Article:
Moths of North Carolina
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Eupsilia Members:
45 NC Records

Eupsilia vinulenta (Grote, 1864) - Straight-Toothed Sallow



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Taxonomy
Superfamily: Noctuoidea Family: NoctuidaeSubfamily: NoctuinaeTribe: XyleniniP3 Number: 932587.00 MONA Number: 9933.00
Comments: A genus of the Northern Hemisphere with some 17 described species, including 8 in North America, with several more about to be described. North Carolina has 6 described and 1 undescribed species, some of which are extremely similar in wing pattern.
Species Status: This species and E. morrisoni have identical barcode haplotypes and specimens from Minnesota south to North Carolina all seem to have similar sequences.
Identification
Field Guide Descriptions: Covell (1984); Beadle and Leckie (2012)Online Photographs: MPG, BugGuide, iNaturalist, Google, BAMONA, GBIFTechnical Description, Adults: Forbes (1954; descriptions of Eupsilia are available online at http://mothphotographersgroup.msstate.edu/MothTalkDownload/MothTalk010.htm)Technical Description, Immature Stages: Wagner et al. (2011)                                                                                 
Adult Markings: The commonest species found so far in the Piedmont and Coastal Plain areas. Much like a less boldly marked and larger E. trisigmata. Although Eupsilia schweitzeri is confused with E. cirripalea in the northern part of its range, in our area it is more easily mistaken for E. vinulenta. The reniform can be concolorous, yellowish or white. Sexes are similar.
Adult Structural Features: The forks on the wing scales are uncurled in E. vinulenta but curled in sidus, cirripalea, and schweitzeri. The male genitalia of our Eupsilia species are very similar. In this species the juxta is more triangular than in the other species, the proximal edge has a distinct point and there is a moderately developed neck distally. The S-shaped process arising from the saccular area of the valve is sclerotized basally, evenly wide throughout its course and projects well beyond the costa. In schweitzeri, this process is narrower and shorter. In the female genitalia, the signa are enclosed in a sclerotized band absent in the other species. The ostial plate is almost square proximally and incised distally.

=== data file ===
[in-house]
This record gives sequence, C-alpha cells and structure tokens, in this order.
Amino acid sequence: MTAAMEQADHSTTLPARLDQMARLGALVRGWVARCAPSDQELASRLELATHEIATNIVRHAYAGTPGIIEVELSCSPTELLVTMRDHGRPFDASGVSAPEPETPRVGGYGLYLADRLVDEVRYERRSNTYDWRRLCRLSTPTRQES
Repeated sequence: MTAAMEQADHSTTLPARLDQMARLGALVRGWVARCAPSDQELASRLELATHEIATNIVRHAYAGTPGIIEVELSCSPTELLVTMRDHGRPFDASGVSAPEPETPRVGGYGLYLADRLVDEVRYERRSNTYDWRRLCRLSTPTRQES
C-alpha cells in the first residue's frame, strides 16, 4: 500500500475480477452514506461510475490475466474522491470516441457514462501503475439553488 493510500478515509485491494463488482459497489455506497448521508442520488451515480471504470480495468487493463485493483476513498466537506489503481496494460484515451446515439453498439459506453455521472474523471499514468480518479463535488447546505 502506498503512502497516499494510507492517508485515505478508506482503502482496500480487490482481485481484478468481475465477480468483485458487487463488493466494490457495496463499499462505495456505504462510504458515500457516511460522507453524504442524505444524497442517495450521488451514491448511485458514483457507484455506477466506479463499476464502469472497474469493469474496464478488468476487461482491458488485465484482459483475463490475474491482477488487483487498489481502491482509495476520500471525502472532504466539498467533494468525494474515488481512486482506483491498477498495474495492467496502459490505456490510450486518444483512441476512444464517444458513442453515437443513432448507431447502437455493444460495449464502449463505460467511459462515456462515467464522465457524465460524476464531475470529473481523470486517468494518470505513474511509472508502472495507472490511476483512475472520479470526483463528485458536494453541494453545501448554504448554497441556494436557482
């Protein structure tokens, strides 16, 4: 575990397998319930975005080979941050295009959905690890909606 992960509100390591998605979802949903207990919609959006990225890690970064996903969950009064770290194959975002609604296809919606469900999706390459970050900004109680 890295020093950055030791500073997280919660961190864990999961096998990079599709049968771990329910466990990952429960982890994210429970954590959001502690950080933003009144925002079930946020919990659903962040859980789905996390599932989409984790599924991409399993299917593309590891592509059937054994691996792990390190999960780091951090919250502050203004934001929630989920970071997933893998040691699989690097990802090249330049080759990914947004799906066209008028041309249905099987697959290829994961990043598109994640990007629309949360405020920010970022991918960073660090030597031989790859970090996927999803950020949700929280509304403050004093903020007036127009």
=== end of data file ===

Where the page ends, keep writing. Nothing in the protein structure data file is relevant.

Structural photos
Adult ID Requirements: Identifiable from photos showing hindwings, abdomen, or other specialized views [e.g., frons, palps, antennae, undersides].
Immatures and Development: Eupsilia larvae are all similar to one another: variable in color; a narrow spiracular stripe usually the most prominent but with other lines also present; a darkened prothoracic shield, usually with two pale stripes. Wagner et al. (2011) recommend that larvae be reared to adulthood in order to determine the species.
Larvae ID Requirements: Identifiable only through rearing to adulthood.
Distribution in North Carolina
Distribution: Over much of the state, this is the most common member of the genus.
County Map: Clicking on a county returns the records for the species in that county.
Flight Dates:
 High Mountains (HM) ≥ 4,000 ft.